Friday, December 13, 2013

Crying on the Job

Whew, catching up after a 4 day weekend in Utah visiting one of my bests is exhausting! First world problems, am I right? A recap post is hopefully to come. Such a fun trip but I'm thankful to be home. Hibernating and not traveling until May actually sounds appealing for the first time in my life!

Anyway, while I was in Utah, of course we chatted about work. We're both in similar situations where the workload increases even when the hours in the day stay the same. When the math doesn't add up, we're simply told "make it work" rather than getting any help to find a solution. The frustration has led us both to tears on occasion. Although it was comforting to hear that I'm not the only one that has cried during work, it's appalling that corporate life can lead to that kind of stress. I chalked it up to being dramatic and emotional and irrational sometimes (yup, I fully admit it!) but when I realized that others are in my situation, it just makes me sad.

Within 3 hours back to work after my trip, I was in tears again (I swear, it happened once in the spring and then once on Tuesday - it's not daily!) over complaints in my departments that fall on me despite my efforts to prevent these issues for the past year. After chatting with a coworker, she admitted she cries practically every other day because of work! WHAT? This cannot be normal!

Thankfully, one of my best friends made an excellent point that put things into perspective and changed my attitude. He explained that no matter what the job is, janitor, bus driver, or CEO of a huge company, it's going to be difficult and you're going to have to work really hard or you'll lose your job. You can have the hardest job that doesn't pay much but without it, you're still out of a job. To keep that resource, you have to make the most of it and work your way up. The experience and tears I put in now will lead me to a career with a few less tears if I try. If I keep a bad attitude and think I'm above a job that causes tears, then I'm going to be stuck here.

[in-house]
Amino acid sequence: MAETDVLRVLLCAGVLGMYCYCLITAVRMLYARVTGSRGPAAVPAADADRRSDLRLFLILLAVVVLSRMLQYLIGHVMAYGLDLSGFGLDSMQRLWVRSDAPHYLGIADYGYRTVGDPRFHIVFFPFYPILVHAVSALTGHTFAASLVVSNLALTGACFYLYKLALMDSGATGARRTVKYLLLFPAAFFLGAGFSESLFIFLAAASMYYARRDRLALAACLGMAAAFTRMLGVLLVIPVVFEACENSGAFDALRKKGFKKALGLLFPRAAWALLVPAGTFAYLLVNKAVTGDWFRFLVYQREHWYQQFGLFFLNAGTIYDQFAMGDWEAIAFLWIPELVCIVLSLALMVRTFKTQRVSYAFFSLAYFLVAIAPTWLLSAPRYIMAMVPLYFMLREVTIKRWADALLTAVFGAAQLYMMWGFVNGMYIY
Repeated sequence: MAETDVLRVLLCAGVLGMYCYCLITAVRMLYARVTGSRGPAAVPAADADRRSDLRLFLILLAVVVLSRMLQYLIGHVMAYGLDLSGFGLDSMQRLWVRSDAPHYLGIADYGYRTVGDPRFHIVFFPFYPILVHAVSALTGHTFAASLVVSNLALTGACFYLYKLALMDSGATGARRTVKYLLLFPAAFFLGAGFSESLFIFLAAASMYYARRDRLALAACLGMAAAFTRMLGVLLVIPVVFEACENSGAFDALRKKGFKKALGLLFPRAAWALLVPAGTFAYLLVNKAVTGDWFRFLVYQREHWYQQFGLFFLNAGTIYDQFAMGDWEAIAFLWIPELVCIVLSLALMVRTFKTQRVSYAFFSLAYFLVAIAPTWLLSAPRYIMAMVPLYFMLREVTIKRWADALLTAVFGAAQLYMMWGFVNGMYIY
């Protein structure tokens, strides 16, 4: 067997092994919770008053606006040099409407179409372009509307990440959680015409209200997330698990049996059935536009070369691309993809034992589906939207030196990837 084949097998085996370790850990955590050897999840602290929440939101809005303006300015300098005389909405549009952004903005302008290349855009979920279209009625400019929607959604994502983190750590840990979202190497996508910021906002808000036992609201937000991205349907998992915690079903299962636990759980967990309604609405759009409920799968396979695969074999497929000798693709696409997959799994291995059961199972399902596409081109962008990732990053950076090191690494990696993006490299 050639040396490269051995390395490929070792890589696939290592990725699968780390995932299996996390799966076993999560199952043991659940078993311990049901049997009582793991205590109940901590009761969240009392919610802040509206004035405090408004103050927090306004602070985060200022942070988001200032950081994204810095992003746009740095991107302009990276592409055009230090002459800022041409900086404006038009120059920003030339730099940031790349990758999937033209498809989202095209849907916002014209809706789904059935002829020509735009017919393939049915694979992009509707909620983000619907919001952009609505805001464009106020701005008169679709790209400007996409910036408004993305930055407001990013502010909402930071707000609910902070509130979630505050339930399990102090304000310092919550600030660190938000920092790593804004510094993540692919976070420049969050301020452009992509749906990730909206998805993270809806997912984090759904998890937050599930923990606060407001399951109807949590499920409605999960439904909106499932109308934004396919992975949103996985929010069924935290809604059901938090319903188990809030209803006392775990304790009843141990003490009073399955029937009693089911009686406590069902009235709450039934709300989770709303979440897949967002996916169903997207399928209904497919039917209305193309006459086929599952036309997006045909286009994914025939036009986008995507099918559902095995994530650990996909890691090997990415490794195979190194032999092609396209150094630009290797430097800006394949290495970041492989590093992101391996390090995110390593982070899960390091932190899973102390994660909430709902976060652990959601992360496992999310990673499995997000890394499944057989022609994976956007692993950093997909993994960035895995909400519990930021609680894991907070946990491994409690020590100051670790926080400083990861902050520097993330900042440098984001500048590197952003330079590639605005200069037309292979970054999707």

I think of those who drive a bus or work in fast food who are happy as clam and show up to work happy to help their customers. They entertain and make you feel valued. It can't always be easy to earn low wages and work hard but people do it and I admire them. I am not always in control of the conditions at work but I am in control of the attitude that I bring each day. That's what makes a world of difference and might just reduce my stress and tears. 

I am also thankful to have side jobs that do not cause any tears, like babysitting and writing resumes & cover letters. It balances out the tougher days in the corporate world and helps me bridge the gap between my salary and financial goals until I can work my way up.

I am lucky to have the job I have, it beats a lot of jobs, even on the days with tears. Since my attitude check, I've even been more focused, dedicated, and even content to work overtime to ensure my job is done well. The industry itself might not be my dream job but being proud of what I bring to the table encourages me to do the best I can.

1 comment:

  1. I can completely relate to how you felt. I'm wondering, did it get any better? I'm currently struggling to find happiness in my day job and contemplating going out on my own. Do you have any advice?

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